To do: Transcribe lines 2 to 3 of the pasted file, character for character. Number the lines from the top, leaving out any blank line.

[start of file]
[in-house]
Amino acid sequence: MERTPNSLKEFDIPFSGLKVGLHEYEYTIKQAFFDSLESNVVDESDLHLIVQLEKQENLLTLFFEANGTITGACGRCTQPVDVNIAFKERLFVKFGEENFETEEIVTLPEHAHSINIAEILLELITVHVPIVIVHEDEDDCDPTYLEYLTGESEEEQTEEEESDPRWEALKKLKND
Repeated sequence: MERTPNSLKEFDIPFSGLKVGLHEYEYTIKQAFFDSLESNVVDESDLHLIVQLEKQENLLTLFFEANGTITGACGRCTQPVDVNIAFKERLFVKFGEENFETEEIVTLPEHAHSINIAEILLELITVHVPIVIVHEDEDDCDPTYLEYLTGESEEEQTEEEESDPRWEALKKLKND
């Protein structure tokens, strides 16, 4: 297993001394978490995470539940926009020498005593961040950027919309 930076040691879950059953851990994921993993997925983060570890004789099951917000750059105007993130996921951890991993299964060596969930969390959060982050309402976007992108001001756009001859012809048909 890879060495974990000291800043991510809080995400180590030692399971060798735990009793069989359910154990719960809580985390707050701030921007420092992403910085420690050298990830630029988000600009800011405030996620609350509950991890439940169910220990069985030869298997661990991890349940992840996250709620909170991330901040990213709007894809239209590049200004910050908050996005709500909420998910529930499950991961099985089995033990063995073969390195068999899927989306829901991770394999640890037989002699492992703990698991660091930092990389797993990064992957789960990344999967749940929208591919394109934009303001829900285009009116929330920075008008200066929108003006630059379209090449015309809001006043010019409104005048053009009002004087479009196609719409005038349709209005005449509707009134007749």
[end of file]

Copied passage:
Amino acid sequence: MERTPNSLKEFDIPFSGLKVGLHEYEYTIKQAFFDSLESNVVDESDLHLIVQLEKQENLLTLFFEANGTITGACGRCTQPVDVNIAFKERLFVKFGEENFETEEIVTLPEHAHSINIAEILLELITVHVPIVIVHEDEDDCDPTYLEYLTGESEEEQTEEEESDPRWEALKKLKND
Repeated sequence: MERTPNSLKEFDIPFSGLKVGLHEYEYTIKQAFFDSLESNVVDESDLHLIVQLEKQENLLTLFFEANGTITGACGRCTQPVDVNIAFKERLFVKFGEENFETEEIVTLPEHAHSINIAEILLELITVHVPIVIVHEDEDDCDPTYLEYLTGESEEEQTEEEESDPRWEALKKLKND